Without Starks, there’s no way Georgetown would have had such a surprisingly successful season. It’ll get even better if the Hoyas, who are seeded second in the South Region, make a long run in the NCAA tournament. Georgetown expects Starks to get them going, and with the season he’s having, the team should count on him.
The statistics show that Starks finished second on the Hoyas in scoring and led them in assists. Factor in that Starks shot an impressive 41.8 percent from three-point range for the Big East regular season champs (Georgetown shared the title with Louisville and Marquette), and he definitely deserved to be selected third-team all-conference.
But the numbers reveal only part of Starks’s importance. Here’s the rest of the story: Georgetown’s offense stalls when Starks leaves the court for long stretches. It happened again in the Hoyas’ last game.
After Starks fouled out early in overtime, his teammates looked lost on several possessions during last week’s loss to Syracuse in the semifinals of the Big East tournament. Forward Otto Porter Jr. is the Big East’s best player, and he may be second to none in the nation, but there’s no doubt about who runs the Hoyas’ show.
“Markel . . . he’s like a boost for us,” Porter said. “Whatever the situation, we’re better when he’s out there.”
It wasn’t always that way. Until this season, Starks wasn’t consistent. Too often as a freshman and sophomore, he missed whatever point Thompson was trying to make. Teaching moments for Thompson were often wasted on an unreceptive pupil.
And as difficult as it was for Starks to accept failure, he eventually had to be honest with the guy in the mirror. “It was so frustrating,” he said. “There were a lot of restless nights.”
Most of the pain was self-inflicted. Starks figured he would make a smooth transition from Georgetown Prep to college. And why not? Everything usually fell into place nicely for Starks. He was one of the best players in Maryland while growing up in Accokeek. A two-time All-Met selection and a top recruit, Starks thought he was unstoppable. There’s nothing like the confidence of youth.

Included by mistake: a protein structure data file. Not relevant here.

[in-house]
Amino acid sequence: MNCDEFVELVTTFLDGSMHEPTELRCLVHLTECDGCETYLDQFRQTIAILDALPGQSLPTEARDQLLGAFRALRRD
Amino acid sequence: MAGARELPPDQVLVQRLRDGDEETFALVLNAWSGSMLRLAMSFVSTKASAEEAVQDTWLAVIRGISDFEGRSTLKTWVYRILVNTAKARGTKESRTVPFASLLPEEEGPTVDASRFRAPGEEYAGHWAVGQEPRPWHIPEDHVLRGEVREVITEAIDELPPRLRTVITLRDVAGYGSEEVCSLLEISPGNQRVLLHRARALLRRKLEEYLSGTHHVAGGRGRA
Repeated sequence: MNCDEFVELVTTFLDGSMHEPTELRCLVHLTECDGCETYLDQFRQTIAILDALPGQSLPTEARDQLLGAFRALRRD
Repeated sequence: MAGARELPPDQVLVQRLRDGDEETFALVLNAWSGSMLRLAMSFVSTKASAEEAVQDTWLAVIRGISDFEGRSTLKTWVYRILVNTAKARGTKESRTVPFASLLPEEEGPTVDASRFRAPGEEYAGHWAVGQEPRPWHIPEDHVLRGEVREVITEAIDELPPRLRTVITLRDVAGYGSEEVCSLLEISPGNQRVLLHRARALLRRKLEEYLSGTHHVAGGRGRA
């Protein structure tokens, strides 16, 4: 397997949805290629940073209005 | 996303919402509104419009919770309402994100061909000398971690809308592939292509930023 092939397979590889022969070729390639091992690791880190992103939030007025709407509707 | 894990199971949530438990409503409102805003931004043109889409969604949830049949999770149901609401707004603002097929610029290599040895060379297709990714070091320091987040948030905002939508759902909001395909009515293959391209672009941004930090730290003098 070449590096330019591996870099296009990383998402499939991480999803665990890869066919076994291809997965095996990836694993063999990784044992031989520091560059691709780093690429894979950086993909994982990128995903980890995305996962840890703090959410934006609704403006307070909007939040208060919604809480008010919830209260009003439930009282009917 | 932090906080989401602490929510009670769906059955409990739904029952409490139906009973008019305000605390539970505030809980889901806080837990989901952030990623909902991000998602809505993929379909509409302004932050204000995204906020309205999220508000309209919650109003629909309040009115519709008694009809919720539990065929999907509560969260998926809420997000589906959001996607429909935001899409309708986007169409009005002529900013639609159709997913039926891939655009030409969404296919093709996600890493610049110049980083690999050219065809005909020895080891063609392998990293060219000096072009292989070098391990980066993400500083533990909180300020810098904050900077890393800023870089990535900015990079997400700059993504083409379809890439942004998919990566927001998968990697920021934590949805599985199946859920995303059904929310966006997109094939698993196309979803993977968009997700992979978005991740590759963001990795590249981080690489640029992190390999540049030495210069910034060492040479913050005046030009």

Problem was, Starks had no idea about what he didn’t know. He found out the list was long.
“When you come to Georgetown, you have to grow up,” Starks said. “You go from being an adolescent to a grown man in a very short period of time. And basketball and life . . . it’s a correlation. When I first got here, I was 19 years old.
“I thought I had seen it all and done it all. . . . But at the same time, I’m coming into a place where there are other alpha males. They were all competitors, too. . . . I didn’t really think about that.”
Thompson never intended for Starks to make a major impact as a freshman. He didn’t need Starks to do much. Thompson’s plan was for Starks to play a little behind Chris Wright, a three-year starter at point guard, and then take over quarterback duties as a sophomore.
The glitch was that Starks grew frustrated on the bench his first season. His uneven play as a sophomore last season called into question whether he ever would get it completely?
“You have to make that adjustment,” Starks said. “And that adjustment was a little tough when I first got here.”
But Starks never forgot what had helped him get to Georgetown: hard work. After last season, he basically lived in the gym. Starks spent every free moment working on his game: shooting, passing, decision-making. Thompson has noticed positive changes.
“You see the progression,” Thompson said. “This is lost a lot in college basketball these days because everyone is so focused on the-one-and-done [players], but with Markel you’ve seen what I would call a normal collegiate progression. He went from playing [little] as a freshman, to having his ups and downs last year to being . . . consistent this year.”
Starks is hoping for a big finish in the NCAA tournament. Georgetown faces 15th-seeded Florida Gulf Coast on Friday in Philadelphia. Despite falling short of their goal of winning the Big East tournament, the Hoyas have not “lost focus,” Starks said. “It’s just time for us to regroup.”
Starks would know. He pulled himself together after a setback and became a man in the process.
For previous columns by Jason Reid, visit washingtonpost.com/reid.